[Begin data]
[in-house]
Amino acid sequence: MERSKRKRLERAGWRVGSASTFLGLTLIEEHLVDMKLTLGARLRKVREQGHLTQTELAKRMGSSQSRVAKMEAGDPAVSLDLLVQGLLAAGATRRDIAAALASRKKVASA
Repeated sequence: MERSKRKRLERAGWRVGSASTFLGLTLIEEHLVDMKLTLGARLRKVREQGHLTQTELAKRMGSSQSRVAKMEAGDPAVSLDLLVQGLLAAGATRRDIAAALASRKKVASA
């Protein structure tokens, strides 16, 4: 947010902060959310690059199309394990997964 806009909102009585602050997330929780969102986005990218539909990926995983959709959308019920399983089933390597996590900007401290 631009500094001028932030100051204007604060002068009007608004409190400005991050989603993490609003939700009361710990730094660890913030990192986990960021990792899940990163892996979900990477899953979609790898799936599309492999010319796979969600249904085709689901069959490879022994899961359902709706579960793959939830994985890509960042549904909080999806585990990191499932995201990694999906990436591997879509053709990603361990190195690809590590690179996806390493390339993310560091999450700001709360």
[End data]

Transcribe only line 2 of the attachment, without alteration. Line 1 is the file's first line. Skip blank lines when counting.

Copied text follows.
Amino acid sequence: MERSKRKRLERAGWRVGSASTFLGLTLIEEHLVDMKLTLGARLRKVREQGHLTQTELAKRMGSSQSRVAKMEAGDPAVSLDLLVQGLLAAGATRRDIAAALASRKKVASA